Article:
To investigate mechanisms for the induction of anti-DNA antibodies in systemic lupus erythematosus (SLE), the specificity of anti-DNA antibodies was determined in sera from SLE patients and normal control subjects. As a marker of these responses, the reactivity to single-standed DNA of various mammalian and bacterial species origin was tested by enzyme-linked immunosorbent assay. Patients with SLE demonstrated serum antibodies to all six types of DNA tested, whereas normal control subjects showed appreciable antibody responses only to DNA obtained from Micrococcus lysodeikticus (MC) and Staphylococcus epidermidus (SE). Anti-DNA antibodies in normal sera appeared to recognize unique sites on the DNA because MC DNA failed to inhibit antibody binding to SE DNA, and vice versa; in contrast, SLE antibody binding to MC DNA could be inhibited by SE as well as other DNA, suggesting recognition of a more widely shared epitope. The expression in normal sera of antibodies specific for certain bacterial DNA is consistent with their induction by structural determinants on these DNA molecules that are immunogenic. DNA may therefore represent another bacterial macromolecule capable of inducing cross-reactive antibodies in human autoimmune disease.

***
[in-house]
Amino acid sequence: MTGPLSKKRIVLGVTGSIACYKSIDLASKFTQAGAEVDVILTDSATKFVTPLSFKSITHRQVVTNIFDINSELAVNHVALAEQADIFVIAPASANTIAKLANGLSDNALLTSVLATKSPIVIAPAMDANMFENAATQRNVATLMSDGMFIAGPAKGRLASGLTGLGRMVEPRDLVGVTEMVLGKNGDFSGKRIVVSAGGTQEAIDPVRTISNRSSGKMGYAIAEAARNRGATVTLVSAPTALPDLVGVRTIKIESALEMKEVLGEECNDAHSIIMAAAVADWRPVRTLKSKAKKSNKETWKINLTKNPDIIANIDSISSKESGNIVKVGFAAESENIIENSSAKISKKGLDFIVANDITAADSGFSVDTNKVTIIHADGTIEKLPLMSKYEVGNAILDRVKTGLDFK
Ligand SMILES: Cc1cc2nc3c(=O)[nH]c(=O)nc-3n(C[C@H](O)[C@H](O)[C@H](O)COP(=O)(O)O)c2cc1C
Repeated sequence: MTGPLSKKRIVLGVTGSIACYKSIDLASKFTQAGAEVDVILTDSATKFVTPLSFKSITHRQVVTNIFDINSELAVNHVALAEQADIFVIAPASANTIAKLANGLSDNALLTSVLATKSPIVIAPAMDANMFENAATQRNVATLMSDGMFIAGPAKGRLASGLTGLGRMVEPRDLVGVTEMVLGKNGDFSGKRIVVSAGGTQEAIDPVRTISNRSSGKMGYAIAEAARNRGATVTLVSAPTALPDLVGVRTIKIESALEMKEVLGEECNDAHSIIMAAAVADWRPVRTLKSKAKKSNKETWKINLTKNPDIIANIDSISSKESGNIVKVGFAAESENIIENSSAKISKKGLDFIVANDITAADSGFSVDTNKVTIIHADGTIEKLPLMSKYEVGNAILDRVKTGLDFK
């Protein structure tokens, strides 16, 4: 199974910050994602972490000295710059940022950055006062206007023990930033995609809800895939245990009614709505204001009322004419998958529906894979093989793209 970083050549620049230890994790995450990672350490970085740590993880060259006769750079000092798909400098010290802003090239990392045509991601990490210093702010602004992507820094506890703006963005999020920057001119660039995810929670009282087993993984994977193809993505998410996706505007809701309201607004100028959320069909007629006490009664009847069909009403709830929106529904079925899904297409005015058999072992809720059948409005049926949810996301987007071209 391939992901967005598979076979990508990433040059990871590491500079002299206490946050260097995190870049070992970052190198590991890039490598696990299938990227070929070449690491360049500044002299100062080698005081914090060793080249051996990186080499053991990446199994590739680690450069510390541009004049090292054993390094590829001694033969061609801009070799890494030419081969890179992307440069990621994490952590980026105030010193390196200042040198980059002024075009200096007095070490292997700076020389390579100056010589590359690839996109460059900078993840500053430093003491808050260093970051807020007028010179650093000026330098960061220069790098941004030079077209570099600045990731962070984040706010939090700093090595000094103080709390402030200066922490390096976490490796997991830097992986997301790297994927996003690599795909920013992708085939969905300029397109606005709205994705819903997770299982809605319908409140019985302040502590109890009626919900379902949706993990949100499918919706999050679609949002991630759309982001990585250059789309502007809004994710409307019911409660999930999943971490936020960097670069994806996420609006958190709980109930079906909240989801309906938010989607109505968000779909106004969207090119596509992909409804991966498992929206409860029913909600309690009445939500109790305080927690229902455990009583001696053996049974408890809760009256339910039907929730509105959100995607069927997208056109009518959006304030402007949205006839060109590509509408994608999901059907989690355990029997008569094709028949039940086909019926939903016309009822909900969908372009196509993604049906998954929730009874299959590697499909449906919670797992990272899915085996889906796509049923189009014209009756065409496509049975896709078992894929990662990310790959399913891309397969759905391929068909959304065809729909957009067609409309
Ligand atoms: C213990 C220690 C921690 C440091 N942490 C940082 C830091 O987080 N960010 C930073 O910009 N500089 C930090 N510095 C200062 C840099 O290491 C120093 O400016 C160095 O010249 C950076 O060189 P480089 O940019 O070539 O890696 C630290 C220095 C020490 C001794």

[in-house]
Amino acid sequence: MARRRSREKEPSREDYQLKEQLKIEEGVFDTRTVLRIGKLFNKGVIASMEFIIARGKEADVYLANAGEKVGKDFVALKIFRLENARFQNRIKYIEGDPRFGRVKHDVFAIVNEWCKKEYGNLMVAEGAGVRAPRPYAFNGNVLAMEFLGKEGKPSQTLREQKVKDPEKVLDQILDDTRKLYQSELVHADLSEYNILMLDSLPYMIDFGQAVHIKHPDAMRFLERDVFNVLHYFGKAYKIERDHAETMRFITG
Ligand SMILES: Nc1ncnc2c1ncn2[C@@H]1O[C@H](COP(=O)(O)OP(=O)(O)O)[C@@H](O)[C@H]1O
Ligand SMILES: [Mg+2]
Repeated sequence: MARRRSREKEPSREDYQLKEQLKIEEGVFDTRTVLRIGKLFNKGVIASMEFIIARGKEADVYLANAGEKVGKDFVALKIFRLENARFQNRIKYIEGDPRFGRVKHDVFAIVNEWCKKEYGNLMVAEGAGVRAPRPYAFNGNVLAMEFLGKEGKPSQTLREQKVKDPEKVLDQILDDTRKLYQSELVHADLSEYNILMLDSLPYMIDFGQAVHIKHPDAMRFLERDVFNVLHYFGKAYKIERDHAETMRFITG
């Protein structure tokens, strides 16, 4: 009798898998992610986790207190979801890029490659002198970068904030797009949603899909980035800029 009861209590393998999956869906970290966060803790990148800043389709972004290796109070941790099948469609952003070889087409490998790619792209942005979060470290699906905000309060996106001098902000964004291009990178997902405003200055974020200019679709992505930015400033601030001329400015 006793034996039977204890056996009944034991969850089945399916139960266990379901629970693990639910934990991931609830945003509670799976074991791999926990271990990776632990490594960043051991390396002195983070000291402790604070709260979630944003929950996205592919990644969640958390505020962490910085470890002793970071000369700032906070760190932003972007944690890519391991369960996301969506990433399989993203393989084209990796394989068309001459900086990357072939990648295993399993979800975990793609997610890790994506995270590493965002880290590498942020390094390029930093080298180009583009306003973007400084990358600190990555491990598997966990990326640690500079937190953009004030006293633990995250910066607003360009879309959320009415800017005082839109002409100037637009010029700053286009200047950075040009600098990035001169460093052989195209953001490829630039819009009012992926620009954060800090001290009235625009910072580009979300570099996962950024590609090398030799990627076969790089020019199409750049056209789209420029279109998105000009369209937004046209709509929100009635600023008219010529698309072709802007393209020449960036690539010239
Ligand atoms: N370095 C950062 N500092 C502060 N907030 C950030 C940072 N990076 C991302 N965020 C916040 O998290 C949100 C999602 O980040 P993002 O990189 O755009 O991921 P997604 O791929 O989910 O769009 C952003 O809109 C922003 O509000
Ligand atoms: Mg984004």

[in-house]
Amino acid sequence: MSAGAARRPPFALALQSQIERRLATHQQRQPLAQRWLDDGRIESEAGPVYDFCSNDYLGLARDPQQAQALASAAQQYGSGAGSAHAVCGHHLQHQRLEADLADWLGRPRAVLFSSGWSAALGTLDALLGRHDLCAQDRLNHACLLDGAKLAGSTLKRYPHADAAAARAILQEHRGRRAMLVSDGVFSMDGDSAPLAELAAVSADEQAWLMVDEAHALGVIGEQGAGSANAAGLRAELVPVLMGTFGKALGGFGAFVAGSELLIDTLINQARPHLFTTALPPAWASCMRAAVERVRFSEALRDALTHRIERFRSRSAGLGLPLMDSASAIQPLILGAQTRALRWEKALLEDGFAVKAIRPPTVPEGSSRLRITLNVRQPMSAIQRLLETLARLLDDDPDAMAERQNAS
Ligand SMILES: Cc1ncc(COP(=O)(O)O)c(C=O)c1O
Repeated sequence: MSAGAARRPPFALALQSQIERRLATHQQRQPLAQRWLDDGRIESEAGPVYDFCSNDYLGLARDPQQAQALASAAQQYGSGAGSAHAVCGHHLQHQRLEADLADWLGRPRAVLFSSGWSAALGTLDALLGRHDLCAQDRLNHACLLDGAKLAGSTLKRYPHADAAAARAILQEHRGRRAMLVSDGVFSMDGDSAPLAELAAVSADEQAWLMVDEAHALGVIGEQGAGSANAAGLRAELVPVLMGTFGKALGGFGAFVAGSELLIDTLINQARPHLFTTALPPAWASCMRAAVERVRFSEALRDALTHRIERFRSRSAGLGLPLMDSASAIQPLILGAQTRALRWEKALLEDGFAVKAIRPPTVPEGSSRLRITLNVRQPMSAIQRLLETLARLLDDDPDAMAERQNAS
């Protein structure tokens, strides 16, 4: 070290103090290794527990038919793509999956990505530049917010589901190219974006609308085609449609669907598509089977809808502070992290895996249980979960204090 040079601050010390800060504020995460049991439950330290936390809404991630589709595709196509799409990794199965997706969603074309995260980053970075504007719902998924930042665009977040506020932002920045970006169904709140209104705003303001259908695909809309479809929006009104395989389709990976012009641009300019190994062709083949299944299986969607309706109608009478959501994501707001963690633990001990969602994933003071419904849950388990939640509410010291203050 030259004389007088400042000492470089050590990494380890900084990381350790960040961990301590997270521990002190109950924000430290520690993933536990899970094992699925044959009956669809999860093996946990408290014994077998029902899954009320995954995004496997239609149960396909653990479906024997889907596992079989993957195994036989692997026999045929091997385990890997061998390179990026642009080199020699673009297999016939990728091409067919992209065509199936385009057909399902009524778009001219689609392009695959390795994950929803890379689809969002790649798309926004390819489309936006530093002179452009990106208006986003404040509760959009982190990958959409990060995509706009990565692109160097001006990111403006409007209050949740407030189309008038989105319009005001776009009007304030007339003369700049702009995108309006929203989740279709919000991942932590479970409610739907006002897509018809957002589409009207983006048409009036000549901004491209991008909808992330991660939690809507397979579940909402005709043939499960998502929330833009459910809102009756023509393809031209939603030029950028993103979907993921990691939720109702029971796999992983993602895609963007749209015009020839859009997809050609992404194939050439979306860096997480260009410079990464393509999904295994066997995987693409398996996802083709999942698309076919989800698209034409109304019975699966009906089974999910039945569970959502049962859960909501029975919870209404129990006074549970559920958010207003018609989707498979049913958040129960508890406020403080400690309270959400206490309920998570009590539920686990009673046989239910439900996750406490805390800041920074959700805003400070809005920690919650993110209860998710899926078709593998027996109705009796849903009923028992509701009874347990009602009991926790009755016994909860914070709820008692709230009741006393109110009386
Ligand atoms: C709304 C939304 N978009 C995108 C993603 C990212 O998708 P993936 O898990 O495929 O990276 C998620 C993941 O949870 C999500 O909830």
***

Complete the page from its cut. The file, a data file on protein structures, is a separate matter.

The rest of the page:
|Number of pages||5|
|Journal||Journal of Immunology|
|State||Published - 1988|
ASJC Scopus subject areas
- Immunology and Allergy